end or head of its kegs the words "Southern Company, St. Louis." These words encircle the head of the keg; "St. Louis" forming the lower half of the circle, and "Southern Company" the upper half; and they inclose the words: "Warranted strictly pure white lead in pure linseed oil." The complainant uses another brand or mark, in addition to the one already described, by simply stenciling a red crescent upon the upper half of the head of the keg. St. Louis has an established reputation for the manufacture and sale of pure white lead, and the complainant has had and maintained for years a large trade at that placa as a manufacturer of this article. The evidence clearly shows that the complainant's lead is pure. The defendants are manufacturers of white lead at Chicago. They brand upon the heads of their kegs "Southwestern, St. Louis," surrounding the words "strictly pure white lead;" and the words "Southwestern, St. Louis," appear in the same form as the words "Southern Company, St. Louis," appear upon the complainant's keg, and the letters are the same in size and appearance. The crescent, however, does not appear on any of the defendants' kegs. '1.'he defendants also paste upon the sides of their kegs a label containing the wmds: "The white lead in this package is guarantied strictly pure, ground in bleached oil, and for purity, whiteness, and durability is not excelled by any lead manufactured." It is shown by analysis, and not denied, that while the complainant's manufacture is unadulterated and free from impurities, the defendants' contains on an average only 50 per cent. of lead. The complainant claims a trade-mark in its two brands, one without the red crescent, and the other with it; and this bill is filed to enjoin the defendants from infl'inging the first of these trade-marks. r ehall not stop to inquire wh'ether the complainant's claim to trademark is or is not well founded, as r think it is entitled to an injunction upon another ground. The defendants so brand the heads of their kegs as to naturally mislead and induce persons purchasing for consumption to suppose they are purchasing the complainant's lead, when they are getting an inferior article. The brand used by the defendants is so like the complainant's as to induce the public to mistake the one for the other. The defendants sell their goods to retail dealers, and it may be that such dealers are not deceived, but they sell to consumers who are or may be deceived. The complainant is entitled to relief if the brand used by the defendants sufficiently resembles the complainant's brand to be mistaken for it, and the defendants adopted their brand for the purpose of selling their kegs as the kegs of the complainant, or for the purpose of enabling retail dealers to do so, and the complainant has been injured by this fraud, or is likely to be injured by it. The complainant manufactures its genuine white lead at St-; Louis, and its reputation is already established as a manufacturer and dealer of this character. The defendants manufacture their adulterated and greatly inferior lead at Uhicago, and stamp upon their kegs a false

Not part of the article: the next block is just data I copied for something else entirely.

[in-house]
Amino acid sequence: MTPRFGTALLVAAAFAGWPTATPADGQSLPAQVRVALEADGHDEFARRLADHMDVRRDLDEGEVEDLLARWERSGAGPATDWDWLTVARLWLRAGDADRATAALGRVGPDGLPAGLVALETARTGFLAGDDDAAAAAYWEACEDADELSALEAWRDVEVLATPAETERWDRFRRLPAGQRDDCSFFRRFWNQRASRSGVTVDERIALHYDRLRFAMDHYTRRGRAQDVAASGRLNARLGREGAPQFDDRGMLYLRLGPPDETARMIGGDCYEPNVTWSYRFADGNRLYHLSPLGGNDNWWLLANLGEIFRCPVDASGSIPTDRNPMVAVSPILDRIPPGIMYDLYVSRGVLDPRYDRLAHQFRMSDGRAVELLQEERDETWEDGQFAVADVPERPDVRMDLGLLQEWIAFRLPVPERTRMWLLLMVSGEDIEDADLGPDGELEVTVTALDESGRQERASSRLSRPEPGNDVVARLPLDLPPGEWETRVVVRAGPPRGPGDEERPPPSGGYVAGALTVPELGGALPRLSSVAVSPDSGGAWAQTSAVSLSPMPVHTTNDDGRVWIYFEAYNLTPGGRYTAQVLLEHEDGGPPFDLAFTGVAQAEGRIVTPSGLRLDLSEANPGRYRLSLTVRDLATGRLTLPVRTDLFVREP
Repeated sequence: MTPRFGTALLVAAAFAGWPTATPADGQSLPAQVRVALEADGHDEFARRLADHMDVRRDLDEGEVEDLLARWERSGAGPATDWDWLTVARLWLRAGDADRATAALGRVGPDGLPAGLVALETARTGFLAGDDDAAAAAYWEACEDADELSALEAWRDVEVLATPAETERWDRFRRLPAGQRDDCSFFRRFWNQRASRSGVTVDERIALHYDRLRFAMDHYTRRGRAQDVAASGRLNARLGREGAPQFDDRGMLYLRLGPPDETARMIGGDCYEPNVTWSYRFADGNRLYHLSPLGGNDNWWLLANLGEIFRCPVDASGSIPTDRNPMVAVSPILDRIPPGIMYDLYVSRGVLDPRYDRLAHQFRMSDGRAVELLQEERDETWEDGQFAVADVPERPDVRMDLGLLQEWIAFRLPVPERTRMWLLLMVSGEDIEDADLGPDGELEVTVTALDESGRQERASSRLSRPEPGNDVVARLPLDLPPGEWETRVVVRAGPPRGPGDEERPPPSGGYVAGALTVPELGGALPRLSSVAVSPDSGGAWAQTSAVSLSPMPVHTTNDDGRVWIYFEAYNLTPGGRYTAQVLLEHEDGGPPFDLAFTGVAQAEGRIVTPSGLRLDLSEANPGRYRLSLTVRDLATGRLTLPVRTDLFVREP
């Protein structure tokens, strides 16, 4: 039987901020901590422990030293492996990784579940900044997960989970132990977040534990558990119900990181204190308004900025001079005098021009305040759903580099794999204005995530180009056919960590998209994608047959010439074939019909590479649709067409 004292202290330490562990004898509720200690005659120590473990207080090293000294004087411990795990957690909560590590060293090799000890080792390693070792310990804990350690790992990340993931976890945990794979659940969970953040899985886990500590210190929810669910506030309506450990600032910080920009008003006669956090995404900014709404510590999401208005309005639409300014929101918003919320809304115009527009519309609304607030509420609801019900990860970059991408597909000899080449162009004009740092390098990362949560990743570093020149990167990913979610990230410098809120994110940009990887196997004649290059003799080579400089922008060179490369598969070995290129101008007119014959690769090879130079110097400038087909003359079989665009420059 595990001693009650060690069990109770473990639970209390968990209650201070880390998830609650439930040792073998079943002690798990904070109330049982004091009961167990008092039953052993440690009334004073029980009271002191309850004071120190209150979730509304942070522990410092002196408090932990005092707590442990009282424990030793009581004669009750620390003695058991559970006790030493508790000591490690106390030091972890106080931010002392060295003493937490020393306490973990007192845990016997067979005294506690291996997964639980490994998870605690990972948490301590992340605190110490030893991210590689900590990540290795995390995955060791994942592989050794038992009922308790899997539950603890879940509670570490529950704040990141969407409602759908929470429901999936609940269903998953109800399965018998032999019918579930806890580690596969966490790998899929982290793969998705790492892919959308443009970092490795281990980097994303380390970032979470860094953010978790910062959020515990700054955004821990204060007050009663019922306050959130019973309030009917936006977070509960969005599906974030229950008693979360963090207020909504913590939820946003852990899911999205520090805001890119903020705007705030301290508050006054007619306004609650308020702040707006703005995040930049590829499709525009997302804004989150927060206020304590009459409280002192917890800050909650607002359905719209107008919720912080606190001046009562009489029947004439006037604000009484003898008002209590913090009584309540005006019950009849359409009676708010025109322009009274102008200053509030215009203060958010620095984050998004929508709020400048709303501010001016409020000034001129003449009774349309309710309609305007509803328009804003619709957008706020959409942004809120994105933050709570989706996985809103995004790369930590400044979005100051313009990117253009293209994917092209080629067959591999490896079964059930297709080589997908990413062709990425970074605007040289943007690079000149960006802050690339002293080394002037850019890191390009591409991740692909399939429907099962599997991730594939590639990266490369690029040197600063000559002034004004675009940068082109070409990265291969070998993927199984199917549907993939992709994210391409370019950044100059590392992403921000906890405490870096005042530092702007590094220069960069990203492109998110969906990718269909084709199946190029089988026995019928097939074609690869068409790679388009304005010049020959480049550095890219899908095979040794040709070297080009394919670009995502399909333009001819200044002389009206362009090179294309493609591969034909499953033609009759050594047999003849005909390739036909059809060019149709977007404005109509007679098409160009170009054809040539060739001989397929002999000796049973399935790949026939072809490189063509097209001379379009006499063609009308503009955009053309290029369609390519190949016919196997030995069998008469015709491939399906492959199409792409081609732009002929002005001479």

brand in imitation of the complainant's brand. Why is this done unless it be in the hope of deceiving the public and injuring the complainant? Realizing that they could not engage in open, manly competition with the complainant, the defendants resort to a palpable trick. If this resulted in no injury to the complainant, or was likely to result in no injury to it, the bill would have to be dismissed. But the affidavits show that the defendants' kegs can and have been sold as the complainant's. A temporary injunction will be granted restraining the defendants from branding upon their kegs the words "Southwestern" and "St. Louis."